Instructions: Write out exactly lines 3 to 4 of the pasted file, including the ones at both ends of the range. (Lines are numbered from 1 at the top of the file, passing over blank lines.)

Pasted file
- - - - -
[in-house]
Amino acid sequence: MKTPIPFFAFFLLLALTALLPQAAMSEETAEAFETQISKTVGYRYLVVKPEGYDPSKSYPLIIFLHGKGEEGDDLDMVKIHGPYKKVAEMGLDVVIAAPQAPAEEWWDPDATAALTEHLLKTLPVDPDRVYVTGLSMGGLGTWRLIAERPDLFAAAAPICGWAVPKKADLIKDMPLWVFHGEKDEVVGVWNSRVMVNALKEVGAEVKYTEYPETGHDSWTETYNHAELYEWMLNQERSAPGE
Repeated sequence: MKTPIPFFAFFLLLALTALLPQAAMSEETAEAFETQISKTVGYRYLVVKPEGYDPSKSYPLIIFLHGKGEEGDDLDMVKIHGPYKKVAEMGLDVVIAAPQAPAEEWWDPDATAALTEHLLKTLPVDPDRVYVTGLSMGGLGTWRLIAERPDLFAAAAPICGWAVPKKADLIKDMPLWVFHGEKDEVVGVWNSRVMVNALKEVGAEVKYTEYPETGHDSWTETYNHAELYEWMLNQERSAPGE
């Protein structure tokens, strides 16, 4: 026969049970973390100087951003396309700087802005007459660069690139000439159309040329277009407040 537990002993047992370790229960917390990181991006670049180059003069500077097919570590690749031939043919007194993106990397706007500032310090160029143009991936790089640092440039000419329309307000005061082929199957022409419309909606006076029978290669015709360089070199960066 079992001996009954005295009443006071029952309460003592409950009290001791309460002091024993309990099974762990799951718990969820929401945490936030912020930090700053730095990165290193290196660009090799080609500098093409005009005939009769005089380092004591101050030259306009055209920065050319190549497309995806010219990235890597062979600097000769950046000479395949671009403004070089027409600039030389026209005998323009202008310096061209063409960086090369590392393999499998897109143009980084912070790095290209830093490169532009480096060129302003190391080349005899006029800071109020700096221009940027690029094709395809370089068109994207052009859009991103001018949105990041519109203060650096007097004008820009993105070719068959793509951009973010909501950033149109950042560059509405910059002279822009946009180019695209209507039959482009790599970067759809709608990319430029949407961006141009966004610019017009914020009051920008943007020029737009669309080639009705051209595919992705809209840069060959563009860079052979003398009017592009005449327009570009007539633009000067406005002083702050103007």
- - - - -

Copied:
Repeated sequence: MKTPIPFFAFFLLLALTALLPQAAMSEETAEAFETQISKTVGYRYLVVKPEGYDPSKSYPLIIFLHGKGEEGDDLDMVKIHGPYKKVAEMGLDVVIAAPQAPAEEWWDPDATAALTEHLLKTLPVDPDRVYVTGLSMGGLGTWRLIAERPDLFAAAAPICGWAVPKKADLIKDMPLWVFHGEKDEVVGVWNSRVMVNALKEVGAEVKYTEYPETGHDSWTETYNHAELYEWMLNQERSAPGE
């Protein structure tokens, strides 16, 4: 026969049970973390100087951003396309700087802005007459660069690139000439159309040329277009407040 537990002993047992370790229960917390990181991006670049180059003069500077097919570590690749031939043919007194993106990397706007500032310090160029143009991936790089640092440039000419329309307000005061082929199957022409419309909606006076029978290669015709360089070199960066 079992001996009954005295009443006071029952309460003592409950009290001791309460002091024993309990099974762990799951718990969820929401945490936030912020930090700053730095990165290193290196660009090799080609500098093409005009005939009769005089380092004591101050030259306009055209920065050319190549497309995806010219990235890597062979600097000769950046000479395949671009403004070089027409600039030389026209005998323009202008310096061209063409960086090369590392393999499998897109143009980084912070790095290209830093490169532009480096060129302003190391080349005899006029800071109020700096221009940027690029094709395809370089068109994207052009859009991103001018949105990041519109203060650096007097004008820009993105070719068959793509951009973010909501950033149109950042560059509405910059002279822009946009180019695209209507039959482009790599970067759809709608990319430029949407961006141009966004610019017009914020009051920008943007020029737009669309080639009705051209595919992705809209840069060959563009860079052979003398009017592009005449327009570009007539633009000067406005002083702050103007």